Johann Sebastian Bach

(1685 -1750)

Lecture description

Music lovers generally regard JS Bach as the greatest of early 18th century composers. In fact, he is so important in the history of music that we close down the Baroque period with his death in 1750.  However, Bach is also one of the most challenging of composers and rarely reveals the subtleties of his music on first or even second hearing, causing some of his listeners to feel distanced from many of the finer moments in his output.  This lecture goes beneath the surface of Bach’s music to decode some of his musical symbolism, to reveal some of his working methods and to highlight some of his aesthetic goals.

Peter Medhurst plays JS Bach’s Prelude in F BWV 928 written for his son WF Bach

The instrument played here and lower down this page is a chamber organ built by John Snetzler in 1750


About Bach

Many years ago an actress friend of mine climbed onto the stage and delighted her audience by singing  a charming little song set to the tune of  Bach’s ‘Sheep may Safely Graze’:

Johann Sebastian Bach a rather well-known composer was also father to . . . . .

She then proceeded to go through every one of Bach’s 20 children listing not only their first names, but also their second – and in some cases – their third names as well. She ended by singing:

Carl Phillippe Emanuel, and a pair of twins as well, during this time he had two wives, and in 1750 died.

Well, it’s one of those indisputable facts that every schoolboy learns: Johann Sebastian Bach had 20 children, and many became musicians.  What is not often appreciated is that the Bach family was actually a dynasty of composers and musicians – in other words, you could say that music was the family trade.

For example, long before Johann Sebastian Bach was writing music at the beginning of the 18th century, his ancestors had long been active in Thuringen area of Germany, supplying local courts, town councils and small principalities with first class musicians.  So far I’ve managed to count 84 Bachs who were active professionally between 1560 & 1846.

Bach’s career

Born in Eisenach in Eastern Germany in 1685, Bach’s career divides into three main sections, with a prelude tacked onto the beginning.  The prelude was two organists posts that Bach took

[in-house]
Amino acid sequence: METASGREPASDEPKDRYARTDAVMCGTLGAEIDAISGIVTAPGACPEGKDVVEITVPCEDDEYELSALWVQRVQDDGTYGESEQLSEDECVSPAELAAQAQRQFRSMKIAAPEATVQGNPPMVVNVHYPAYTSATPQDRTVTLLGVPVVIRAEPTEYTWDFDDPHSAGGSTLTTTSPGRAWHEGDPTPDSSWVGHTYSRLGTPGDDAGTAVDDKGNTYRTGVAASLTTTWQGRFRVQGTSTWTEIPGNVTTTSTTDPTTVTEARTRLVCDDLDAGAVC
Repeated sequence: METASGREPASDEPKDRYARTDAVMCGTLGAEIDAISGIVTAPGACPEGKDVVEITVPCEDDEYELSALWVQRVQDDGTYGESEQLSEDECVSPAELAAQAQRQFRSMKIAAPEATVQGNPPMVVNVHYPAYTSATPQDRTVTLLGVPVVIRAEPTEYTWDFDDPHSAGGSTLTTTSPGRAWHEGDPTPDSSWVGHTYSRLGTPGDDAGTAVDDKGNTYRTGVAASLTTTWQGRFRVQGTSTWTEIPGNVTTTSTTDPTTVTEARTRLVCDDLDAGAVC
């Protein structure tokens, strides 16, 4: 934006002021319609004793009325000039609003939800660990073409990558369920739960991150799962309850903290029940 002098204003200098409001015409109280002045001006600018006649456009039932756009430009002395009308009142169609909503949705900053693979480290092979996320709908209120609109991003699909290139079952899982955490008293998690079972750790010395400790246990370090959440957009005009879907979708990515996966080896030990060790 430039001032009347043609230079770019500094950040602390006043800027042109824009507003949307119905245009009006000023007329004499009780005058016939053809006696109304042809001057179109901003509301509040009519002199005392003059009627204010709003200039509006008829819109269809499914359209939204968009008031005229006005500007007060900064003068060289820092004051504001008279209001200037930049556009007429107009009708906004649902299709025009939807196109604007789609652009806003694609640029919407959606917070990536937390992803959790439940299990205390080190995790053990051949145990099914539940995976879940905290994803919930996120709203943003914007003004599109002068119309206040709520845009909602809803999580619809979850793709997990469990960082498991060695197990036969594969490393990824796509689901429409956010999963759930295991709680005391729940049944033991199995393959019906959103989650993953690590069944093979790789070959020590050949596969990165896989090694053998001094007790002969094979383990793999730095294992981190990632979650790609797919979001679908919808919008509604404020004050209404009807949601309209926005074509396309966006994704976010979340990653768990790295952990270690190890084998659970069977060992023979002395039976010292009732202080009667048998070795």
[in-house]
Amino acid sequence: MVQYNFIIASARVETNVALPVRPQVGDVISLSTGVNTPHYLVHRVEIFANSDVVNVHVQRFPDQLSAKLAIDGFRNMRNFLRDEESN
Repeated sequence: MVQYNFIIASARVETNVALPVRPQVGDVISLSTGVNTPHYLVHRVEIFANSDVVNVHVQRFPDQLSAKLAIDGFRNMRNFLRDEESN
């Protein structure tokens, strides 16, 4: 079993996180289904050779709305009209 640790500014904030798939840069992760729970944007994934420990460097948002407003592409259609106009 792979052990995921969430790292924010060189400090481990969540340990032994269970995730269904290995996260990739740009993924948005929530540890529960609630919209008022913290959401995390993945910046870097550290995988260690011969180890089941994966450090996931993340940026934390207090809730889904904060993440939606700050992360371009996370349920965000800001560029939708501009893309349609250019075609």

1703 and 1707 in Arnstadt

1708 in Mühlhausen at the St Blasius Church

The three main sections are:

1708 – 1717 composer at the court of Weimar

1717 – 1723 composer at the court of Köthen

1723 – 1750 composer in Leipzig

Peter Medhurst plays JS Bach’s Fughetta in C minor BWV 96

Bach’s importance as a composer

Bach is among a handful of composers working in the early to mid part of the 18th-century who brought the Baroque period to its glorious climax – the others include Handel, D Scarlatti, Corelli and Vivaldi.

Bach’s great contribution to the world of music lies in his organ music, his 200 or so church cantatas, and in his passions – especially the St Matthew Passion and the St John Passion.

He was also one of the great musical theorists and developers of musical form, and his fugues, as well as his canons, are regarded as some of the finest and most complex ever written.  His music is still regarded as a challenge, both practically and intellectually, and this lecture – or study day – discusses and explains some of the highlight moments in Bach’s output.

Peter Medhurst sings Zion hört die Wächter singen from Cantata 140 by JS Bach.  Jeremy Limb, piano


Click here to view photographs of Peter’s 2017 tour to Bach’s corner of Germany: http://petermedhurst.com/tours/weimar-leipzig-bachs-life-remembered/